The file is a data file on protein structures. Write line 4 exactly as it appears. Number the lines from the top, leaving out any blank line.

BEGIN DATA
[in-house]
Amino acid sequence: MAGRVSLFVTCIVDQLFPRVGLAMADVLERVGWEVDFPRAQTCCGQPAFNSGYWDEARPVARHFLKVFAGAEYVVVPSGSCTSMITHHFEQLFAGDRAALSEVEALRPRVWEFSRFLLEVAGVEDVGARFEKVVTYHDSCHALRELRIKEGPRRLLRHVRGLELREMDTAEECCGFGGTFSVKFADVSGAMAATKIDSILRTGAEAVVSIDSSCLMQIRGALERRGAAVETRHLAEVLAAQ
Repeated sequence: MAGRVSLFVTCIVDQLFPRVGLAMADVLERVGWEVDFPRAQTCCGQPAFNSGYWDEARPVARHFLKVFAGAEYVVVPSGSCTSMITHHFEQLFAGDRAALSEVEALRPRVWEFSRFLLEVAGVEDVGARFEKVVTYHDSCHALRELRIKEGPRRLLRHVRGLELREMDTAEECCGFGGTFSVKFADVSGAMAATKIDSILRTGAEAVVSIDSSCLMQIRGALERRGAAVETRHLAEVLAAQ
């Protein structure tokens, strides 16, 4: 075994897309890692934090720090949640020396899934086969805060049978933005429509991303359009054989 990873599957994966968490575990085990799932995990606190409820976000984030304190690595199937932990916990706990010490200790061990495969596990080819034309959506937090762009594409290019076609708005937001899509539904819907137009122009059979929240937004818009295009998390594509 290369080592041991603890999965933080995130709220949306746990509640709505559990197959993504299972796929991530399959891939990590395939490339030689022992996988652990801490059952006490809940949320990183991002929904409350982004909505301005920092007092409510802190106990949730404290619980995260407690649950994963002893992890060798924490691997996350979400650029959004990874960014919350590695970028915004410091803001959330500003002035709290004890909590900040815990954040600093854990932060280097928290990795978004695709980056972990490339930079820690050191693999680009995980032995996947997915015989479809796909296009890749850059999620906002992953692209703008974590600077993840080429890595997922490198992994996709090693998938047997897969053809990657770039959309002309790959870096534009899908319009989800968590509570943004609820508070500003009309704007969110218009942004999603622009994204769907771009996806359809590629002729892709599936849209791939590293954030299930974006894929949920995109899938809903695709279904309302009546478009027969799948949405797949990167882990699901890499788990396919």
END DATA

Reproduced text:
């Protein structure tokens, strides 16, 4: 075994897309890692934090720090949640020396899934086969805060049978933005429509991303359009054989 990873599957994966968490575990085990799932995990606190409820976000984030304190690595199937932990916990706990010490200790061990495969596990080819034309959506937090762009594409290019076609708005937001899509539904819907137009122009059979929240937004818009295009998390594509 290369080592041991603890999965933080995130709220949306746990509640709505559990197959993504299972796929991530399959891939990590395939490339030689022992996988652990801490059952006490809940949320990183991002929904409350982004909505301005920092007092409510802190106990949730404290619980995260407690649950994963002893992890060798924490691997996350979400650029959004990874960014919350590695970028915004410091803001959330500003002035709290004890909590900040815990954040600093854990932060280097928290990795978004695709980056972990490339930079820690050191693999680009995980032995996947997915015989479809796909296009890749850059999620906002992953692209703008974590600077993840080429890595997922490198992994996709090693998938047997897969053809990657770039959309002309790959870096534009899908319009989800968590509570943004609820508070500003009309704007969110218009942004999603622009994204769907771009996806359809590629002729892709599936849209791939590293954030299930974006894929949920995109899938809903695709279904309302009546478009027969799948949405797949990167882990699901890499788990396919």